Aug. 30, 2023 — In an annual U.S. Supreme Court update presentation hosted by the University of Houston Law Center, legal academic experts discussed key cases from the latest term including 303 Creative LLC v. Elenis and its interplay between First Amendment freedom of expression and LGBTQ+ access to services offered by businesses.
Professor Daniel Morales, Associate Professor of Law and George A. Butler Research Professor at the University of Houston Law Center, provided insights on the Supreme Court’s 6-3 decision in 303 Creative, which found the First Amendment protected a Colorado web designer from being compelled by state public accommodations law to create designs against her beliefs.
“It’s a fairly radical outcome. The decision was a real departure for the Court,” said Morales.
He explained public accommodations law helps a diverse set of U.S. citizens interact in the public commercial sphere.
“One's personal beliefs about one's customers are simply irrelevant. That's the world that a public accommodations law created. What the Court has done here is create a First Amendment carve out for certain forms of discrimination to be deemed okay under the First Amendment,” Morales said.
D. Theodore Rave, Professor of Law at the University of Texas at Austin, commented on the crux issues at hand and the scope of public accommodations law.
“This case really teases out two important values — freedom of speech and equality. They are not easy values to balance against each other,” said Rave. “Public accommodations laws are emphatically not enforcement of the equal protection guarantee under the Fourteenth Amendment. These are enacted under the Commerce Clause. The Fourteenth Amendment doesn't reach private conduct.”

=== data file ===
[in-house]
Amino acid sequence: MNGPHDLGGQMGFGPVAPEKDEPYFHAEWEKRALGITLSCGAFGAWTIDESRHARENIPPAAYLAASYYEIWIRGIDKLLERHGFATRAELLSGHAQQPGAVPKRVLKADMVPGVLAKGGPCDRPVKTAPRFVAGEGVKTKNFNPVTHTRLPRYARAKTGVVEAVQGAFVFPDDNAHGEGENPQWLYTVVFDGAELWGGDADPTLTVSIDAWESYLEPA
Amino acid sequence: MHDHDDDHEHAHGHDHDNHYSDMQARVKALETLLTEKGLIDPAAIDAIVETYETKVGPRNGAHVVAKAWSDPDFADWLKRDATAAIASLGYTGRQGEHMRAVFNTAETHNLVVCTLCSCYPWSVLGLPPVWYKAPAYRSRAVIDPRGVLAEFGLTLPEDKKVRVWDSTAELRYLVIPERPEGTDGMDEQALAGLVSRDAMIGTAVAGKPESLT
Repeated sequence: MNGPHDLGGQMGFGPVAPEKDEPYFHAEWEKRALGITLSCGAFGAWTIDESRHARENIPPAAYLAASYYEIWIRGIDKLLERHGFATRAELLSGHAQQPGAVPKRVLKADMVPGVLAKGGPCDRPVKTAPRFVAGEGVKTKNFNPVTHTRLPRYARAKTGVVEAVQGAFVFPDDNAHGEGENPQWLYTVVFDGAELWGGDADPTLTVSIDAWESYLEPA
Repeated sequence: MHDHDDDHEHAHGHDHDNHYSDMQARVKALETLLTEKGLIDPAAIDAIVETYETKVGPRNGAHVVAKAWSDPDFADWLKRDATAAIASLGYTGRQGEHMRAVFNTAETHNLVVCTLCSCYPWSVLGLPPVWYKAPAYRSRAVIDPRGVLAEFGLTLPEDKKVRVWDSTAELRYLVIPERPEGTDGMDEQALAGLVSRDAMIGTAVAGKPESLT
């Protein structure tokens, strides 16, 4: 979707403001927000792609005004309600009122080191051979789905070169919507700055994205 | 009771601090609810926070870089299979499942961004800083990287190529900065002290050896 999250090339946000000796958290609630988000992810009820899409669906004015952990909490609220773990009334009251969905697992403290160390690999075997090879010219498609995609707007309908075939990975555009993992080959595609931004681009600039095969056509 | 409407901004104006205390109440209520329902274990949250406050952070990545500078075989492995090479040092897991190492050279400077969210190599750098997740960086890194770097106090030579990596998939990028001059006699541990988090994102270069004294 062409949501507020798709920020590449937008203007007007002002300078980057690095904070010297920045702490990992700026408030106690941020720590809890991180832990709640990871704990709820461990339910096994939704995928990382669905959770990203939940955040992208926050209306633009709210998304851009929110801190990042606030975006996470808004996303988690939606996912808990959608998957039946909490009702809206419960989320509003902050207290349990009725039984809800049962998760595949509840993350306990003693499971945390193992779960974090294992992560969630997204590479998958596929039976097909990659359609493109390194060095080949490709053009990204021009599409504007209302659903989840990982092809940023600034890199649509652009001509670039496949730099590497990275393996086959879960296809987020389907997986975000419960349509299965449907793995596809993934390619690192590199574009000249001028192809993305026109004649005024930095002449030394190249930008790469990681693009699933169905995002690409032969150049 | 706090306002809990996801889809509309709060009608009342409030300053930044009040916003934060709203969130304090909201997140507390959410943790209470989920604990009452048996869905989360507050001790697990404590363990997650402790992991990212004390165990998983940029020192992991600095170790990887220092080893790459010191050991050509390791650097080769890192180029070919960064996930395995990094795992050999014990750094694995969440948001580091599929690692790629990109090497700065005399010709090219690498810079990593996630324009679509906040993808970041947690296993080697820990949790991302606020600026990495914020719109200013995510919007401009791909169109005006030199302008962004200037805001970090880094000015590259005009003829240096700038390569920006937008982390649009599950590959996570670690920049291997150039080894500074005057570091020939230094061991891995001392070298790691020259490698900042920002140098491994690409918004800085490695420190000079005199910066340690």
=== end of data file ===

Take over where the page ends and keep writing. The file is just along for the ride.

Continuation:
Emily Berman, Professor of Law and the Royce R. Till Professorship at the University of Houston Law Center, offered context on the Court’s decision.
“Historically with this Court, their solicitude for free speech, constitutional rights and religious liberty often seems to come out more strongly when the disadvantaged individual is part of some majority group,” said Berman.
On the federal level, public accommodations law prohibits discrimination on the basis of race, color, religion, or national origin. It does not protect against age, sex, sexual orientation, and gender identity discrimination. While some states such as Colorado do protect additional classes, the legal landscape is changing.
“Inevitably the losers from these carveouts will be already disfavored groups like LGBTQ people who are already under siege by legislators in states across the country,” said Morales. “This
matters because we know from various studies that public accommodations law actually does work to lessen bias against people.”
The panelists also presented on Color Blind Jurisprudence considering the recent Supreme Court cases on affirmation action and voting rights, Biden v. Nebraska and the Biden administration’s attempt to cancel student loan debt and the Future Direction of the Court.
The full list of speakers were:
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